For employees

Protecting your lungs at work

If you’re working with, or exposed to, hazardous agents, you’re at risk of developing an Occupational Lung Disease. While most Occupational Lung Diseases are caused by repeated, long-term exposure, even a severe, single exposure to a hazardous agent can damage the lungs. Learn what you can do to protect yourself to help reduce your risk.

What you can do to protect yourself

1

Follow the Hierarchy of Controls

The Hierarchy of Controls refers to actions your employer must take to eliminate or minimise health and safety risks so far as is reasonably practicable. As an employee, you have a responsibility to follow these.
Learn more
2

Participate in health monitoring

If you work with certain hazardous agents, you’re required to participate in health monitoring (also known as health surveillance) under Workplace Health and Safety (WHS) legislation. In some industries, your employer is required to organise it and cover the costs. Health monitoring is conducted by a registered medical practitioner and involves examination and ongoing monitoring to see if the agents you are exposed to are affecting your health.
Learn about the hazardous agents
3

Know the symptoms

Not everyone will experience symptoms, but for those that do, common symptoms associated with a lung condition include cough, shortness of breath (after activity and/or while sitting or resting), a tight chest, wheezing, blocked and/or runny nose. Symptoms may look like other health conditions or problems, so talk to your doctor.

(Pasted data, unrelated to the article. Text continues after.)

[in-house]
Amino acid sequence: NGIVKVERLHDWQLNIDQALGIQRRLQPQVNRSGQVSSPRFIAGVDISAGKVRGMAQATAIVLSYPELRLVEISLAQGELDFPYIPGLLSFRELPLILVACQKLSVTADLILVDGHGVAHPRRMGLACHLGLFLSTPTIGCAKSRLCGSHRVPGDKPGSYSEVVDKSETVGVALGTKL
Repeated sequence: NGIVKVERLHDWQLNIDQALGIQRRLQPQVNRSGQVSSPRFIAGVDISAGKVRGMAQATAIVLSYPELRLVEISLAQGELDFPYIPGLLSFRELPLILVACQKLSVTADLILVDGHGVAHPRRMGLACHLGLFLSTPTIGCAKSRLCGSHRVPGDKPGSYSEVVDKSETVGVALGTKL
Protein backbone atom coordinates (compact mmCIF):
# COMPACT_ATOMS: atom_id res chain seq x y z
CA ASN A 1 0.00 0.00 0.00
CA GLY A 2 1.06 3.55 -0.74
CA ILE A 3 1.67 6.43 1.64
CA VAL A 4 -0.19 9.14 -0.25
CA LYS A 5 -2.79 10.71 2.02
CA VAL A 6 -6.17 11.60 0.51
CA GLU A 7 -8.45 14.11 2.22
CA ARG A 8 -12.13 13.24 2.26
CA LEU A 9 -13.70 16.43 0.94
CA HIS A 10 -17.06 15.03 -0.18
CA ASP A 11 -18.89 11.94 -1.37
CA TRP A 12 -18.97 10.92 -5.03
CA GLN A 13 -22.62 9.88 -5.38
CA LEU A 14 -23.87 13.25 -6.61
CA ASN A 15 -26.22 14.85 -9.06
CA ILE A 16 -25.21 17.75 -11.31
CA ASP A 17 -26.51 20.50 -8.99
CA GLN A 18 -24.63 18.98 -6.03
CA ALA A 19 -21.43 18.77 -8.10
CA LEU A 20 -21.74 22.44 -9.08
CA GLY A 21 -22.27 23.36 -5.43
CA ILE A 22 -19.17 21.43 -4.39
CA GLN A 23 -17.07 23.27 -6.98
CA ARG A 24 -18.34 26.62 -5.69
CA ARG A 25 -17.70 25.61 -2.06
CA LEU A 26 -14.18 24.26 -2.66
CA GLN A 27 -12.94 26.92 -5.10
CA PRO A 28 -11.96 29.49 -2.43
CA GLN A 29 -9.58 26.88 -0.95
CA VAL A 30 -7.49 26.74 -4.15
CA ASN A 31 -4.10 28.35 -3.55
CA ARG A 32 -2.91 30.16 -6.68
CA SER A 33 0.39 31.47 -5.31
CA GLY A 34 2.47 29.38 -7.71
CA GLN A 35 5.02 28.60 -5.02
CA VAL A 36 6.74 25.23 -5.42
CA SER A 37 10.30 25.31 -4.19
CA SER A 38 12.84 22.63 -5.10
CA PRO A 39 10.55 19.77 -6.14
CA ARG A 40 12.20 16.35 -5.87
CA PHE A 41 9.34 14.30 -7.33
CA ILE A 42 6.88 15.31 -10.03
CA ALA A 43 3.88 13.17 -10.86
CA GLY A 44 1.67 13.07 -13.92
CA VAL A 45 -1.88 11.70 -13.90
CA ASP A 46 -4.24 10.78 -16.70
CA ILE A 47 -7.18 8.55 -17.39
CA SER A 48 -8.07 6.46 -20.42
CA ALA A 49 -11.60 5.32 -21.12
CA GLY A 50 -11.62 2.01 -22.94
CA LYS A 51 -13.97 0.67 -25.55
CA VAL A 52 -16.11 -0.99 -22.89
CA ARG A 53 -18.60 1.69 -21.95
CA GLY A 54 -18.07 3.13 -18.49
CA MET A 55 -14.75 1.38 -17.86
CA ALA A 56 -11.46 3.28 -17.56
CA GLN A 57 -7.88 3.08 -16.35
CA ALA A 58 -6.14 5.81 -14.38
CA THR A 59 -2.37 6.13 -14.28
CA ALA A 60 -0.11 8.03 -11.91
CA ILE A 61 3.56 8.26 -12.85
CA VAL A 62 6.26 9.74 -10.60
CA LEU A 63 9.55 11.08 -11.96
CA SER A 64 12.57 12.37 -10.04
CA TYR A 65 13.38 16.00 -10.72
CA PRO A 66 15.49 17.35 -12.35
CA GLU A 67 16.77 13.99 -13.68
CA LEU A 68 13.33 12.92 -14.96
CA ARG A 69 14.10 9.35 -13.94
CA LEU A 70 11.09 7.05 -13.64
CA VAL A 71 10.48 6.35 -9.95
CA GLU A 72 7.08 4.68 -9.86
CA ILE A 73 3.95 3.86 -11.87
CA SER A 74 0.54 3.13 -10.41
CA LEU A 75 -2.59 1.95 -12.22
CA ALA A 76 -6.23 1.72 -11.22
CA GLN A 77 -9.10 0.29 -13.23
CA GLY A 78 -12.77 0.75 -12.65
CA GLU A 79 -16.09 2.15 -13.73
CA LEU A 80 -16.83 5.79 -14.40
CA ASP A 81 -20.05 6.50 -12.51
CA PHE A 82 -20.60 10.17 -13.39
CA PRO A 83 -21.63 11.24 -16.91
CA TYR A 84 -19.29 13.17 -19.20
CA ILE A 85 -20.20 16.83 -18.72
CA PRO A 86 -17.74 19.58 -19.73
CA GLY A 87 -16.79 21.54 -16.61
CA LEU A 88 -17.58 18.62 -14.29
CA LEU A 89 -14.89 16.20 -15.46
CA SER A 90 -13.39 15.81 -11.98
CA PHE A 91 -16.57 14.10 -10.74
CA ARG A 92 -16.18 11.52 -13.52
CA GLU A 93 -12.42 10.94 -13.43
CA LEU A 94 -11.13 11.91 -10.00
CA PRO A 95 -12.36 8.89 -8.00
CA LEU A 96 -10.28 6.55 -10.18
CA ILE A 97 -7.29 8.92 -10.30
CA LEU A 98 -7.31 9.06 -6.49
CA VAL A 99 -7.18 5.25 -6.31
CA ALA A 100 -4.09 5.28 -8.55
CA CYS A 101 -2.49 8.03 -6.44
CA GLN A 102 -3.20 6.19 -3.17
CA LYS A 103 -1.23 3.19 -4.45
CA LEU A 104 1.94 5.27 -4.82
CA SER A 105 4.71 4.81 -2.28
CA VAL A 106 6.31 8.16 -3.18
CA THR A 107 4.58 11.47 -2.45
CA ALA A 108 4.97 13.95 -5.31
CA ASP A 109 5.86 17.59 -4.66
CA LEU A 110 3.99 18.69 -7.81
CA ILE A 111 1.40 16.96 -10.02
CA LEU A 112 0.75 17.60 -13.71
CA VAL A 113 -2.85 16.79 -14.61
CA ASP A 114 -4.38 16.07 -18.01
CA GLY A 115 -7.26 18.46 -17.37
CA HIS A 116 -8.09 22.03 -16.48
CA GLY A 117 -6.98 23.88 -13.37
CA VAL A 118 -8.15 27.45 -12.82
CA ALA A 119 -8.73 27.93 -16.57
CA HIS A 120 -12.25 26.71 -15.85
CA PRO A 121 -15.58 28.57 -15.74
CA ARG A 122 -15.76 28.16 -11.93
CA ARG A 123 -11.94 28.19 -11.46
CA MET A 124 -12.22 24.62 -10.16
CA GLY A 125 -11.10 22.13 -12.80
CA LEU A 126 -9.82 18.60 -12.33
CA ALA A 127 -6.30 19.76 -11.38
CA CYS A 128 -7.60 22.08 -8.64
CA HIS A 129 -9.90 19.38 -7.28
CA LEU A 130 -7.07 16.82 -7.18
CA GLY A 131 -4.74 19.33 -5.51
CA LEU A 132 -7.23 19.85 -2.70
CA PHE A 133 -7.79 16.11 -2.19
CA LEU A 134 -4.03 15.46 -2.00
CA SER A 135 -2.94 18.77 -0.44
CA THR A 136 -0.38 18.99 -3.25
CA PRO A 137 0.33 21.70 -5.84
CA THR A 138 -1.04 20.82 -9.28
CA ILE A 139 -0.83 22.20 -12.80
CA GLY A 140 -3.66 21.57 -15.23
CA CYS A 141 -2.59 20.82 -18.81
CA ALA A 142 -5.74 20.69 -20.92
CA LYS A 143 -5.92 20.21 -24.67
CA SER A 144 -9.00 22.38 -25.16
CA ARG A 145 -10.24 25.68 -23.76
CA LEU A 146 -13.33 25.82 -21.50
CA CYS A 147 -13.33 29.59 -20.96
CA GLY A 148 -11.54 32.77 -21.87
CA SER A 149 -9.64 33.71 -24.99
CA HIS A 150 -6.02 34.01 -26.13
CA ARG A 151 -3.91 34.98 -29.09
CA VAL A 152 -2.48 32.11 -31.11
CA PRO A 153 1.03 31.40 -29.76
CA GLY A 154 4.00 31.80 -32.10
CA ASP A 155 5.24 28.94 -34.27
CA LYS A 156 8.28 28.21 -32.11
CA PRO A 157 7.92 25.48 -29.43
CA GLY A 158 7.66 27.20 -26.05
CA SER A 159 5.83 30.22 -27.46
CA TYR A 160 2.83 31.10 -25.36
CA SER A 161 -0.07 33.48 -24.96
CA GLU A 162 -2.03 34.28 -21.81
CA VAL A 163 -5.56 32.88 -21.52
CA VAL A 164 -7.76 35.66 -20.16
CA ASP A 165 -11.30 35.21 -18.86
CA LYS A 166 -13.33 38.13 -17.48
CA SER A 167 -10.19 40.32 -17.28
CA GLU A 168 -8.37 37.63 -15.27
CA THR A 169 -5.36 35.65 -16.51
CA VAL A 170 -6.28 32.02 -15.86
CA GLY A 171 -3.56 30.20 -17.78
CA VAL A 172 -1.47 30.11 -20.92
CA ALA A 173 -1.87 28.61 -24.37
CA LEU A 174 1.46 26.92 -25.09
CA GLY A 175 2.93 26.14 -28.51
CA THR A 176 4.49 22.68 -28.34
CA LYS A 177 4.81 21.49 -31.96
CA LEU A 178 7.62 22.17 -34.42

Take the symptom awareness quiz
4

Talk to your doctor

Have regular check-ups with your doctor, even if you aren’t experiencing any symptoms. Read our Healthy Lungs at Work Factsheet to learn about what you should talk to your doctor about.
View the fact sheet
5

Quit smoking or vaping

Smoking or vaping of any kind, including tobacco, e-liquids or other drugs, increases your risk of many lung diseases. The sooner you quit, the better. Even if you smoke or vape, you should still protect your lung health at work.
Learn more
6

Practice good hygiene

Wash your hands and face before eating and drinking and put any dusty clothes in a separate wash basket.

Occupational Lung Disease National Directory

For information about health monitoring, visit our Occupational Lung Disease National Directory. Filter on “employee” and “health monitoring”, and then select your location.
Find out more

The role of your employer

Under WHS legislation, all employers are required to ensure the health and safety of anyone working in, or visiting, the workplace, and to control the risks associated with work.

If you’re working with, or exposed to, hazardous agents, your employer is required to:

  • Conduct risk assessments
  • Implement the Hierarchy of Controls and ensure you are following these
  • In some industries, organise for you to undergo health monitoring and cover the costs
  • Conform to Workplace Exposure Standards
  • Issue you a Safety Data Sheet for each hazardous agent you’re exposed to.

There is an agency in each state and territory which deals with controlling hazardous agents at work, as well as a national body (Safe Work Australia). These agencies can assist employees if needed. Visit the Workplace Health and Safety Laws tab for information, including contact details.

It’s important to talk to your employer regularly about safety at work – you and your mates can work together to identify where hazardous agents are present and what you can do to prevent or reduce your exposure.

Disclaimer: This information is a guide only. It’s important you refer to the WHS standards and relevant regulating agency in your industry and state / territory.

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